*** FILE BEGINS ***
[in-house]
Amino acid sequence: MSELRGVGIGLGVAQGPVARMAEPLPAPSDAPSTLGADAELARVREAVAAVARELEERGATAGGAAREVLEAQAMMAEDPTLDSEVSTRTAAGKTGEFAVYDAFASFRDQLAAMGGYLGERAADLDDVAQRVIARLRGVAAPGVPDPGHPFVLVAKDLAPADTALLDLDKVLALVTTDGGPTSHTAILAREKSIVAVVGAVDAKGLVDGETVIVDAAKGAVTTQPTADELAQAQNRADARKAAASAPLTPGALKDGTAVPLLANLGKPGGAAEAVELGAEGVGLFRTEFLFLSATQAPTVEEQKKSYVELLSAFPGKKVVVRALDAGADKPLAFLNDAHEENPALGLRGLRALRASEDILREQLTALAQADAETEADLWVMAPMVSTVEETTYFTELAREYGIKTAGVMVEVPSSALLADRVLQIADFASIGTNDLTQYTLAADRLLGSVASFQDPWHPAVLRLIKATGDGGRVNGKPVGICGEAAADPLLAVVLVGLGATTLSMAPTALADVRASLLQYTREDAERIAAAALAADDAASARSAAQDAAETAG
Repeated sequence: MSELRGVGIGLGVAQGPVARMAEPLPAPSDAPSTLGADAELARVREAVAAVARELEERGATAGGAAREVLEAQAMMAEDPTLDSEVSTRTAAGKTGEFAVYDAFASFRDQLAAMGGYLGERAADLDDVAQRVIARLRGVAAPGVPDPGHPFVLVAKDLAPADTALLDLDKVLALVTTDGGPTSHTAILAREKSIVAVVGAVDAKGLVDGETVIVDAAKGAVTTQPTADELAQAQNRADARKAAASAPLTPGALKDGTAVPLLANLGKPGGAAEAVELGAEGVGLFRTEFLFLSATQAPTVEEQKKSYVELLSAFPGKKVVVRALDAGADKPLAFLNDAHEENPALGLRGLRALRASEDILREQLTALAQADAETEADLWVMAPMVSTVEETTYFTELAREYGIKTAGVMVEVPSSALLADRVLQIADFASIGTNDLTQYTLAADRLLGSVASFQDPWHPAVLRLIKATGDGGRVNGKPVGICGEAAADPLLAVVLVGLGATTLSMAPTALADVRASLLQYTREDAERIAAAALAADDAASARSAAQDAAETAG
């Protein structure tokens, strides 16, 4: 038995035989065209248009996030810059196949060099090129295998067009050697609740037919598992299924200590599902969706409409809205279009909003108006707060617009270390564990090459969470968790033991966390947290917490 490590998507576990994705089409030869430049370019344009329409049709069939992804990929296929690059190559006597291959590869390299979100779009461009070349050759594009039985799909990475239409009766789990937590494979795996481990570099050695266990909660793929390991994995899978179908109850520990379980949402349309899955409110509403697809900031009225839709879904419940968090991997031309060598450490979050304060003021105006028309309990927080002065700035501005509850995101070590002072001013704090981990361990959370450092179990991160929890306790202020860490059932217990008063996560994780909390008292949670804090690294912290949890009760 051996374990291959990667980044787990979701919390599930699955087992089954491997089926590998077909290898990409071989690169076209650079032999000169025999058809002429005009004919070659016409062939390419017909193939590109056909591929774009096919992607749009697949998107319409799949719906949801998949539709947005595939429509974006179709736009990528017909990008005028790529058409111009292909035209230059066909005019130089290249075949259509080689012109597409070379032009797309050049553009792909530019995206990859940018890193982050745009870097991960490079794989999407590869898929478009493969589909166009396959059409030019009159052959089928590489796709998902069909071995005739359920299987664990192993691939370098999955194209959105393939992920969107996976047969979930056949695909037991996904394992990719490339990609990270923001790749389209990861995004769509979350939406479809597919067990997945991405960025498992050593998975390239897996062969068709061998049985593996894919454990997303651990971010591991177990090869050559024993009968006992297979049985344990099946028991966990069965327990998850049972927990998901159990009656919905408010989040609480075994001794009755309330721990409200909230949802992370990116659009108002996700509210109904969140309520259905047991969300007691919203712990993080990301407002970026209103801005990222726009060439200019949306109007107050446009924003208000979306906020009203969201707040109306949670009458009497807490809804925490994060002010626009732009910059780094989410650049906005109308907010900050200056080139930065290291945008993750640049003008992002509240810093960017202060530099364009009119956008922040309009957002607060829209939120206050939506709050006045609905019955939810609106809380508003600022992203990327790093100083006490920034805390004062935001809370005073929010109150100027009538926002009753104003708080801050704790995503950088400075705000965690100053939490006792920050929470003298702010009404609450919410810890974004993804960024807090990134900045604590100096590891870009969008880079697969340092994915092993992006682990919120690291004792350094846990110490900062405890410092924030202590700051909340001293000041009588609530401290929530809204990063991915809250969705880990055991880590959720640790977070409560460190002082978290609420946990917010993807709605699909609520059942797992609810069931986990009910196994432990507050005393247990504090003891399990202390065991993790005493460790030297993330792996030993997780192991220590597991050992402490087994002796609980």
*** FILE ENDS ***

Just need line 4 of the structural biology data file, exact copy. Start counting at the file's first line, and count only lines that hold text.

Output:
């Protein structure tokens, strides 16, 4: 038995035989065209248009996030810059196949060099090129295998067009050697609740037919598992299924200590599902969706409409809205279009909003108006707060617009270390564990090459969470968790033991966390947290917490 490590998507576990994705089409030869430049370019344009329409049709069939992804990929296929690059190559006597291959590869390299979100779009461009070349050759594009039985799909990475239409009766789990937590494979795996481990570099050695266990909660793929390991994995899978179908109850520990379980949402349309899955409110509403697809900031009225839709879904419940968090991997031309060598450490979050304060003021105006028309309990927080002065700035501005509850995101070590002072001013704090981990361990959370450092179990991160929890306790202020860490059932217990008063996560994780909390008292949670804090690294912290949890009760 051996374990291959990667980044787990979701919390599930699955087992089954491997089926590998077909290898990409071989690169076209650079032999000169025999058809002429005009004919070659016409062939390419017909193939590109056909591929774009096919992607749009697949998107319409799949719906949801998949539709947005595939429509974006179709736009990528017909990008005028790529058409111009292909035209230059066909005019130089290249075949259509080689012109597409070379032009797309050049553009792909530019995206990859940018890193982050745009870097991960490079794989999407590869898929478009493969589909166009396959059409030019009159052959089928590489796709998902069909071995005739359920299987664990192993691939370098999955194209959105393939992920969107996976047969979930056949695909037991996904394992990719490339990609990270923001790749389209990861995004769509979350939406479809597919067990997945991405960025498992050593998975390239897996062969068709061998049985593996894919454990997303651990971010591991177990090869050559024993009968006992297979049985344990099946028991966990069965327990998850049972927990998901159990009656919905408010989040609480075994001794009755309330721990409200909230949802992370990116659009108002996700509210109904969140309520259905047991969300007691919203712990993080990301407002970026209103801005990222726009060439200019949306109007107050446009924003208000979306906020009203969201707040109306949670009458009497807490809804925490994060002010626009732009910059780094989410650049906005109308907010900050200056080139930065290291945008993750640049003008992002509240810093960017202060530099364009009119956008922040309009957002607060829209939120206050939506709050006045609905019955939810609106809380508003600022992203990327790093100083006490920034805390004062935001809370005073929010109150100027009538926002009753104003708080801050704790995503950088400075705000965690100053939490006792920050929470003298702010009404609450919410810890974004993804960024807090990134900045604590100096590891870009969008880079697969340092994915092993992006682990919120690291004792350094846990110490900062405890410092924030202590700051909340001293000041009588609530401290929530809204990063991915809250969705880990055991880590959720640790977070409560460190002082978290609420946990917010993807709605699909609520059942797992609810069931986990009910196994432990507050005393247990504090003891399990202390065991993790005493460790030297993330792996030993997780192991220590597991050992402490087994002796609980």